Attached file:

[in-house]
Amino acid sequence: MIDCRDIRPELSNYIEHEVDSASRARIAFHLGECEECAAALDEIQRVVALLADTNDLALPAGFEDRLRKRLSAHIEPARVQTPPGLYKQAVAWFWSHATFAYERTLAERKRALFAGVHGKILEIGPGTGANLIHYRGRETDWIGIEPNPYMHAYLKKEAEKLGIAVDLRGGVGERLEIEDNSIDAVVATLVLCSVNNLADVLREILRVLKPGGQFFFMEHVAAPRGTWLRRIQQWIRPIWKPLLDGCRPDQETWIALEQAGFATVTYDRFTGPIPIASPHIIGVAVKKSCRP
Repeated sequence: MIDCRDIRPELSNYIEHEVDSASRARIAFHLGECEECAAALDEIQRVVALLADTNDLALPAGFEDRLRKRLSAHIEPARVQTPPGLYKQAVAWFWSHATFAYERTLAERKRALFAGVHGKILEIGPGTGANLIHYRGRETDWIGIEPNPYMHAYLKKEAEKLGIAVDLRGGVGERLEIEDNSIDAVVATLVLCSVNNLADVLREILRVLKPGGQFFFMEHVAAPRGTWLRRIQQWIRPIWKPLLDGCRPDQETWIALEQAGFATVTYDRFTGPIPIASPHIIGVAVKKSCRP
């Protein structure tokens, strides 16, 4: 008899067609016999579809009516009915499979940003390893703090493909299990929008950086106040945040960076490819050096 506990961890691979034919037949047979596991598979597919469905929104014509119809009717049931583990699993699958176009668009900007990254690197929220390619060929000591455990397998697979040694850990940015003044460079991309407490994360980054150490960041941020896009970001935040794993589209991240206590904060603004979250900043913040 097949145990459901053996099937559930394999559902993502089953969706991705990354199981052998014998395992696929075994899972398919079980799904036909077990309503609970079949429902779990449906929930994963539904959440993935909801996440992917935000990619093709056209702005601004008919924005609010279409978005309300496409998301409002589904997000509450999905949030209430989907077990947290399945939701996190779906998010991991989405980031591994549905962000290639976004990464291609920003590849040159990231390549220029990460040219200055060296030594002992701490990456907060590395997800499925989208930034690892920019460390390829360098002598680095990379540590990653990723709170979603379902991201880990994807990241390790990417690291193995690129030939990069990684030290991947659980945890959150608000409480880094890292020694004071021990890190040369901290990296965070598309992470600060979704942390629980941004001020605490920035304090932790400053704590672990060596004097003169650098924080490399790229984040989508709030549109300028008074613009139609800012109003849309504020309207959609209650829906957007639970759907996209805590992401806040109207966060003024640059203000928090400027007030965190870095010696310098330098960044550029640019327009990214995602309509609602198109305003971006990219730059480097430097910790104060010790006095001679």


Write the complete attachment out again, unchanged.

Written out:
[in-house]
Amino acid sequence: MIDCRDIRPELSNYIEHEVDSASRARIAFHLGECEECAAALDEIQRVVALLADTNDLALPAGFEDRLRKRLSAHIEPARVQTPPGLYKQAVAWFWSHATFAYERTLAERKRALFAGVHGKILEIGPGTGANLIHYRGRETDWIGIEPNPYMHAYLKKEAEKLGIAVDLRGGVGERLEIEDNSIDAVVATLVLCSVNNLADVLREILRVLKPGGQFFFMEHVAAPRGTWLRRIQQWIRPIWKPLLDGCRPDQETWIALEQAGFATVTYDRFTGPIPIASPHIIGVAVKKSCRP
Repeated sequence: MIDCRDIRPELSNYIEHEVDSASRARIAFHLGECEECAAALDEIQRVVALLADTNDLALPAGFEDRLRKRLSAHIEPARVQTPPGLYKQAVAWFWSHATFAYERTLAERKRALFAGVHGKILEIGPGTGANLIHYRGRETDWIGIEPNPYMHAYLKKEAEKLGIAVDLRGGVGERLEIEDNSIDAVVATLVLCSVNNLADVLREILRVLKPGGQFFFMEHVAAPRGTWLRRIQQWIRPIWKPLLDGCRPDQETWIALEQAGFATVTYDRFTGPIPIASPHIIGVAVKKSCRP
């Protein structure tokens, strides 16, 4: 008899067609016999579809009516009915499979940003390893703090493909299990929008950086106040945040960076490819050096 506990961890691979034919037949047979596991598979597919469905929104014509119809009717049931583990699993699958176009668009900007990254690197929220390619060929000591455990397998697979040694850990940015003044460079991309407490994360980054150490960041941020896009970001935040794993589209991240206590904060603004979250900043913040 097949145990459901053996099937559930394999559902993502089953969706991705990354199981052998014998395992696929075994899972398919079980799904036909077990309503609970079949429902779990449906929930994963539904959440993935909801996440992917935000990619093709056209702005601004008919924005609010279409978005309300496409998301409002589904997000509450999905949030209430989907077990947290399945939701996190779906998010991991989405980031591994549905962000290639976004990464291609920003590849040159990231390549220029990460040219200055060296030594002992701490990456907060590395997800499925989208930034690892920019460390390829360098002598680095990379540590990653990723709170979603379902991201880990994807990241390790990417690291193995690129030939990069990684030290991947659980945890959150608000409480880094890292020694004071021990890190040369901290990296965070598309992470600060979704942390629980941004001020605490920035304090932790400053704590672990060596004097003169650098924080490399790229984040989508709030549109300028008074613009139609800012109003849309504020309207959609209650829906957007639970759907996209805590992401806040109207966060003024640059203000928090400027007030965190870095010696310098330098960044550029640019327009990214995602309509609602198109305003971006990219730059480097430097910790104060010790006095001679």